A few rulings from the European Court of Justice affecting law practice in the EU

The end of the year is a good moment to take stock and reach conclusions. We should bear in mind that the way we practise the legal profession is not just a question of our internal regulations, but depending on how we wish to practise outside the borders of our own country, it is also a question of EU regulations and rulings by the competent authorities. For this reason, it is worth reviewing several of the rulings by the European Court of Justice whose importance for practising lawyers cannot be overstated.

1. Wilson v Ordre des avocats du barreau de Luxembourg, Judgment of the Court (Grand Chamber) of 19 September 2006 (Case C-506/04)

Procedure for appeal against denial of registration of lawyer holding a professional title from his home country
Under Art. 9 of Directive 98/5/EC, the member states must ensure that appellate review is available against a decision by the host country refusing to register a lawyer intending to practise there under a professional title earned in the home country by resort to the courts under national law, with particular attention to the principles of impartiality and independence of the body considering the appeal (which must be a court within the meaning of EU law), regardless of the availability of a cassation appeal or other means of review, which the directive does not exclude. Access to a court within the meaning of EU law requires actual access within a reasonable period.

Knowledge of language of host country
Under recital 6 of the preamble to Directive 98/5/EC, the Community legislature sought to put an end to the differences in national rules on the conditions for registration with the competent authorities which gave rise to inequalities and obstacles to freedom of movement by migrating lawyers. The directive does not permit prior testing of their knowledge and skills, such as language skills. Registration admitting a lawyer to practise in the host country using a professional title earned in the lawyer’s home country requires only presentation of a certificate attesting to his registration with the competent authority in the home member state.

Activities relating to representation and defence of clients
Under Art. 5(3) of Directive 98/5/EC, a member state is permitted to require EU lawyers practising under their home-country professional title to work in conjunction with a lawyer who practises before the court hearing the case and who would, where necessary, be answerable to the court. This option compensates for any lack of proficiency in the court languages of the host member state.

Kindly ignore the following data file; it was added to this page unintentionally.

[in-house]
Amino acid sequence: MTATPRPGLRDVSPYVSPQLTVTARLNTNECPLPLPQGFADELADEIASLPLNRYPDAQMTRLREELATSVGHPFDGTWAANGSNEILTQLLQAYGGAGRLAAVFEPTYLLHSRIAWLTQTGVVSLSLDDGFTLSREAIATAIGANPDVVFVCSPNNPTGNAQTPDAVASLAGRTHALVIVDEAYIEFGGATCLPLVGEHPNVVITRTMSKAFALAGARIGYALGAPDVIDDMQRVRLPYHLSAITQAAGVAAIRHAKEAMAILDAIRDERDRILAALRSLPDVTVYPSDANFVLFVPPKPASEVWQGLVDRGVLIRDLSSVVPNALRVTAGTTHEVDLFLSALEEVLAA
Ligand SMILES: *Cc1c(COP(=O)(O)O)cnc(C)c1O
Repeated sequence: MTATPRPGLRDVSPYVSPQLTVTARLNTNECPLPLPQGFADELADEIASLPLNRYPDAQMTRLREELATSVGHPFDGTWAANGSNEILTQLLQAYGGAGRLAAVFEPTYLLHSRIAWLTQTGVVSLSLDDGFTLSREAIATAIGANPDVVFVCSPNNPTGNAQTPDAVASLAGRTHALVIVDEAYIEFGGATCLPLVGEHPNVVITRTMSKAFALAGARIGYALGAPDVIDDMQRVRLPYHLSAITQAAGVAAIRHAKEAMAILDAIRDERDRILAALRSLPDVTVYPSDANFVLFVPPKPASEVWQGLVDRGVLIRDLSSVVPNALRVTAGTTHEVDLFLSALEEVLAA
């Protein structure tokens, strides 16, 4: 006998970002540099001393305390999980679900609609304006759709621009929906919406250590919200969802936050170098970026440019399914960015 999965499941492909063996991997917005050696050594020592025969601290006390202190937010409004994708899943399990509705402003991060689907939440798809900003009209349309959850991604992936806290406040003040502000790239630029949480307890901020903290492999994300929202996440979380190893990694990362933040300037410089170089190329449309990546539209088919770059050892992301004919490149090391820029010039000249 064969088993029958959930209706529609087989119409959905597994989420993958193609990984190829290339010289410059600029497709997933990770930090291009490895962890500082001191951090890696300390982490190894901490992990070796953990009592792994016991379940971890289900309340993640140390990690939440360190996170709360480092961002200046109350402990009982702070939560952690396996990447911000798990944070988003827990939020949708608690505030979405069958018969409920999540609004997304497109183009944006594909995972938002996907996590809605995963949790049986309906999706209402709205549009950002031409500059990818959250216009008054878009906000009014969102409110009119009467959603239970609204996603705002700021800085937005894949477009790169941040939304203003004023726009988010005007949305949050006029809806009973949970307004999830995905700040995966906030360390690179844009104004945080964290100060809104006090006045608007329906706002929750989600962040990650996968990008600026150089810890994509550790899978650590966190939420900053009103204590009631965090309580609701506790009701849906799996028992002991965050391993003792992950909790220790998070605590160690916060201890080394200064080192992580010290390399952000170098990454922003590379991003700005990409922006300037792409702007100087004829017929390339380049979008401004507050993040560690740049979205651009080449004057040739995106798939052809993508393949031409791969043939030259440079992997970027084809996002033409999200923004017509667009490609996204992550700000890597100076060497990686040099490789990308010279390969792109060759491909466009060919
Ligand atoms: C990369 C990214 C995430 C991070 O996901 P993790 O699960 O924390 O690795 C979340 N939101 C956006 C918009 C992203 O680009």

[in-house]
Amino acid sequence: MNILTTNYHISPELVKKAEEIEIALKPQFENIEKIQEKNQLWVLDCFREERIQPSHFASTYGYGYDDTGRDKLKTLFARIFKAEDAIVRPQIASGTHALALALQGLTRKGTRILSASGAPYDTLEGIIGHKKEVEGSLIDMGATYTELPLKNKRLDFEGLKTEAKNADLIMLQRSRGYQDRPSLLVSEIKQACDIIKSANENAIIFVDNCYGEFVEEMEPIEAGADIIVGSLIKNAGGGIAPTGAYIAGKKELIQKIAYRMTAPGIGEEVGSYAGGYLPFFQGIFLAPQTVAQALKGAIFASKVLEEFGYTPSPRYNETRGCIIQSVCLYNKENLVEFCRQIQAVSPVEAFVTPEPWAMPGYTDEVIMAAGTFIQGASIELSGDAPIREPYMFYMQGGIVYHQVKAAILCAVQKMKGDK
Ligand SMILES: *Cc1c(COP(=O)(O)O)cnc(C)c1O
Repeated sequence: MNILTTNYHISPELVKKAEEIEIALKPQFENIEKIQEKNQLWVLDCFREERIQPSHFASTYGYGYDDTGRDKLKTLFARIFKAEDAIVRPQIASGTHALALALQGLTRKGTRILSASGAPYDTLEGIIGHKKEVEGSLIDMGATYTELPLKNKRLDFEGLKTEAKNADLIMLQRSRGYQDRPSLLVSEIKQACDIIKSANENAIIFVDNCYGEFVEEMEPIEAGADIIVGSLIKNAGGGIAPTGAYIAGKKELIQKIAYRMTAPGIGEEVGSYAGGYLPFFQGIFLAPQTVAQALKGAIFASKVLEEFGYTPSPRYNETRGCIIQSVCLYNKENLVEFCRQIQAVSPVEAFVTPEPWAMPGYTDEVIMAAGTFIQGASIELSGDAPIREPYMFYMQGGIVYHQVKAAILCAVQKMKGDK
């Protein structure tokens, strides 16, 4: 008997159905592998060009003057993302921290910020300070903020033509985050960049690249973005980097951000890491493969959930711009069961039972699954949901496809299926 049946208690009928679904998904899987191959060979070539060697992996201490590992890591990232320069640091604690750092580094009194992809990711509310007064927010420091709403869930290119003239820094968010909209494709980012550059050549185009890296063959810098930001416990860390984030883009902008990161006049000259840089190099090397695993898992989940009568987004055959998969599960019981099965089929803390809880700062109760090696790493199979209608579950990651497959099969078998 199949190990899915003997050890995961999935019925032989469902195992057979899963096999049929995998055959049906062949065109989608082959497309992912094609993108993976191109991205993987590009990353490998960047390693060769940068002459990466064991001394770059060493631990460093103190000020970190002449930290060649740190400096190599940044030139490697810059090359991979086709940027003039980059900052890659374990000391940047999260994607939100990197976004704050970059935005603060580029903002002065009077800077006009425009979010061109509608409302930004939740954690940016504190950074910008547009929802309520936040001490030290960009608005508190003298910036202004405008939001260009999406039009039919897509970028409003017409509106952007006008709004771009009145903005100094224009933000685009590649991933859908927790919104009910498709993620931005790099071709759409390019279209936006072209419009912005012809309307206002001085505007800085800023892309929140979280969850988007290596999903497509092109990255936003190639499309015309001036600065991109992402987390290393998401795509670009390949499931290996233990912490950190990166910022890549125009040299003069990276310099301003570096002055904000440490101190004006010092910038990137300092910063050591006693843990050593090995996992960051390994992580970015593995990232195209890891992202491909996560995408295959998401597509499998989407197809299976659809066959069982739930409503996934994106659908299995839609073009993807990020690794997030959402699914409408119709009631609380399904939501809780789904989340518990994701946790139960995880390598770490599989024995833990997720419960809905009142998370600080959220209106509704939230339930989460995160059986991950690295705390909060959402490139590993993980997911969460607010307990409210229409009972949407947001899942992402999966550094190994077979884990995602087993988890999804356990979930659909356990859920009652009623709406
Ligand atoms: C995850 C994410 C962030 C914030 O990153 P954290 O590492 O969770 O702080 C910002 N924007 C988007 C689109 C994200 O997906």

Rules of professional conduct
Under Art. 6 and 7 of Directive 98/5/EC, an EU lawyer must comply with the rules of professional conduct applicable in his home member state as well as those of the host member state, under threat of disciplinary sanctions and professional liability. This applies as well to the obligation not to handle matters which the professional knows or ought to know he is not competent to handle, for instance owing to a lack of linguistic knowledge.

2. Ebert v Budapesti Ügyvédi Kamara, Judgment of the Court (Fourth Chamber) of 3 February 2011 (Case C-359/09)

Two paths of access to practice as a lawyer in the host country
Directives 89/48/EEC and 98/5/EC are not mutually exclusive, but complement one another by establishing two means by which lawyers from member states may gain admission to the profession of lawyer in a host member state: on the basis of Directive 89/48/EEC (recognition of diploma by host member state) or on the basis of Art. 10 (1) and (3) of Directive 98/5/EC (effective and regular pursuit of activity in the host member state for at least three years).

Membership in bar association
Directives 89/48/EEC and 98/5/EC do not prohibit applying to a lawyer practising in a host member state, particularly with respect to access to the legal profession, national regulations concerning organization, ethics, supervision and liability, including for example membership in a bar association.

3. Commission v Luxembourg, Judgment of the Court (Grand Chamber) of 19 September 2006 (Case C-193/05)

Annual resubmission of registration certificate from home jurisdiction
Under Art. 7(2) and 13 of Directive 98/5/EC (measures enabling the competent authority in the host member state to ensure that a lawyer from another EU member state continues to comply with registration requirements in the home state), it is impermissible to introduce regulations in the host country requiring an EU lawyer to resubmit a registration certificate from the home jurisdiction every year. Such a formality is a means of administrative control disproportionate to the intended purpose and thus unjustified under Directive 98/5/EC.

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